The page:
“Crickey!” Rooftop solar makes South Australia the world’s first gigawatt-scale system to hit negative demand 


Last Sunday, November 21, a glorious late spring day, South Australia (SA) became the first gigawatt scale grid on the planet to hit zero operational demand, and it has rooftop solar to thank. The achievement came via two negative demand events in the early afternoon which surpassed the previous minimum demand event on September 28, 2016 (the infamous day of the SA system blackout). 

However, there was no such blackout this time. The first event took place between 12:20-12:50pm early Sunday afternoon, reaching a minimum of -46.4 MW at 12:35pm. The grid then went negative again from 13:25-13:50, reaching a minimum demand of -15.4 MW at 13:40. 


Energy analysts throughout the industry reacted sprightly to the event, describing it as a world-first. Or, to put it in the words of Jess Hunt, senior advisor with the Energy Security Board (ESB), “Crickey! South Australia’s electricity demand went negative today…not really of course, but our rooftop PV output exceeded native demand and the remainder was exported interstate.” 

Hunt noted that if such a negative event were to happen on a grid-wide scale, “the lights will go out…it’s physics”, but thankfully for the moment that surplus can be sent interstate. “In a few years, the eastern States will have a surplus too at ceratin times,” Hunt continued, “so we’re building the capability to remotely switch off rooftop PV in an emergency, as well as looking at other ways to get value out of the energy so we don’t end up wasting it.” 

WattClarity’s Paul McCardle described the event as a “new low point”, and he didn’t mean it pejoratively. McCardle observed “One significant thing that has changed in the intervening 3 weeks is that the fuller effect of South Australia’s synchronous condensers are being felt, allowing thermal units to be backed off further than was previously the case. We can see this in this snapshot from NEMwatch for the 11:25 dispatch interval (NEM time) today.”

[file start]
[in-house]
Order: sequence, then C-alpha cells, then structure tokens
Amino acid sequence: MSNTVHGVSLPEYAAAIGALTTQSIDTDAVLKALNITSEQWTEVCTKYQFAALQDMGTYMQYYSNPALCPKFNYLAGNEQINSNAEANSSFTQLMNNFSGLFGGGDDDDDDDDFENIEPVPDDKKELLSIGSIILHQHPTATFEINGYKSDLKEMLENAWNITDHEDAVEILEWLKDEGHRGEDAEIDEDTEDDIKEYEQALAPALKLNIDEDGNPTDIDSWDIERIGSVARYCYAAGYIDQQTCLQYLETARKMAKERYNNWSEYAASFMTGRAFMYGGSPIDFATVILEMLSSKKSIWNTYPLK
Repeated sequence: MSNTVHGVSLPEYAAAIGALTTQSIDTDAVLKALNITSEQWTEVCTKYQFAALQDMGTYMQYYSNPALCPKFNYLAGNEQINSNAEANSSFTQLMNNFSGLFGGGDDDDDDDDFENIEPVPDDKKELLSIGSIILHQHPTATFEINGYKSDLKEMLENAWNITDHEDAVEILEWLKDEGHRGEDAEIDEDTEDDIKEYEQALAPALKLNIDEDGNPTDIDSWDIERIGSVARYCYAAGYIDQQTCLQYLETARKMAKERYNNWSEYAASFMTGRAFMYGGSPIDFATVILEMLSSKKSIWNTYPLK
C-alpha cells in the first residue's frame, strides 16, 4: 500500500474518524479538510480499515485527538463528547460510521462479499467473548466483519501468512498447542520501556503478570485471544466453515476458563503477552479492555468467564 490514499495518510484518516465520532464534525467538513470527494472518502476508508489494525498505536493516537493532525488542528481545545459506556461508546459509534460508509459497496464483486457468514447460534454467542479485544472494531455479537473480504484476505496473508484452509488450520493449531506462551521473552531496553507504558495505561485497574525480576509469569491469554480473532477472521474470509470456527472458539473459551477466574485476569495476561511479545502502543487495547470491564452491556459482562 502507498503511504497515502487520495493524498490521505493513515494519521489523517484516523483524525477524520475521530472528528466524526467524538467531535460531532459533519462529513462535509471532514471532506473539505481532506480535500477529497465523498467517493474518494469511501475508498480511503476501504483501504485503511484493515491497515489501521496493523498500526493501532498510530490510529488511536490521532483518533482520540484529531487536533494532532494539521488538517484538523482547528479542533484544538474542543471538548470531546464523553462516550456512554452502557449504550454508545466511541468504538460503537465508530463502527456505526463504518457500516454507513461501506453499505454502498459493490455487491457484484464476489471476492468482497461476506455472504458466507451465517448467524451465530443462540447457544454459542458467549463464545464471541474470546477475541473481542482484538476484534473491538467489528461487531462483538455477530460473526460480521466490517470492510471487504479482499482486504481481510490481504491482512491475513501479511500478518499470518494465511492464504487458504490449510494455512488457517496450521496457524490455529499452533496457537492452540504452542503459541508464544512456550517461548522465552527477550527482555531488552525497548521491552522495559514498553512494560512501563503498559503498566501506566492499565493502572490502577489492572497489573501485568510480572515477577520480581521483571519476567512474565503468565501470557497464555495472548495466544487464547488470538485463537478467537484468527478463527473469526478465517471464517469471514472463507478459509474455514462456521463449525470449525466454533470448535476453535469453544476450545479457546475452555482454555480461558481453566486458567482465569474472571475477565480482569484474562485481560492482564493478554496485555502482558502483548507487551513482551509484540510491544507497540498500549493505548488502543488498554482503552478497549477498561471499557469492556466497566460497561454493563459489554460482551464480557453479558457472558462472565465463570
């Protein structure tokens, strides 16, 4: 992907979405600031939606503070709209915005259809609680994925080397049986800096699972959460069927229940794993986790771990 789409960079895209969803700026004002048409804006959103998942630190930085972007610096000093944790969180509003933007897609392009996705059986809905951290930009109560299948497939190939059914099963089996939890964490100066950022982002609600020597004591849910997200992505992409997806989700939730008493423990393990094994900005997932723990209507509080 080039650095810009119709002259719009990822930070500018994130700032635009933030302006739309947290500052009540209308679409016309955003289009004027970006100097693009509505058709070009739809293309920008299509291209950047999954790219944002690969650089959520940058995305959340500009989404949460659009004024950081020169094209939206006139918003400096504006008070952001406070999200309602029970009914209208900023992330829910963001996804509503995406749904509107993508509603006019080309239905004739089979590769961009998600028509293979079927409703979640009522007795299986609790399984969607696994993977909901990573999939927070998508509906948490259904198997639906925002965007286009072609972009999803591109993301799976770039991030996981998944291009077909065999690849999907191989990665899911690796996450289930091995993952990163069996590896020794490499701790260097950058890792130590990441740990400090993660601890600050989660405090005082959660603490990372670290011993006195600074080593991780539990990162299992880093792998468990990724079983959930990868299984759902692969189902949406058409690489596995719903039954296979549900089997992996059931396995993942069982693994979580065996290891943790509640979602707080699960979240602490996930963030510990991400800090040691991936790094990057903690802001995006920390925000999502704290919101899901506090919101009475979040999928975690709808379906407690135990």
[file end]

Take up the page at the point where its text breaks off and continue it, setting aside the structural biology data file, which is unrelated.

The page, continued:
McCardle also pointed out that wind generation has been ramping down in SA, “which may be in part due to the sub-zero prices that South Australia has been experiencing as rooftop PV cleans up the lion’s share of underlying demand.”


According to the Australian Energy Market Operator (AEMO), which has been expecting such an event as it seeks to cope with increasing PV integration, “Rooftop solar provided 92% (at 1,220 MW) of South Australia’s electricity needs on Sunday, helping set a new minimum demand record of 104 MW from 12:30-1pm – down 45% from the previous record of 188 MW on 31 October 2021.” 

These events are unlikely to remain anomalous, especially as Australians are only continuing to install rooftop solar systems. And while system operators like AEMO hustle to come up with mechanisms to enable the grid to deal with such influxes of solar energy, negative events emphasise the need for battery storage and other such solutions to help spread Australia’s excess of solar energy. 


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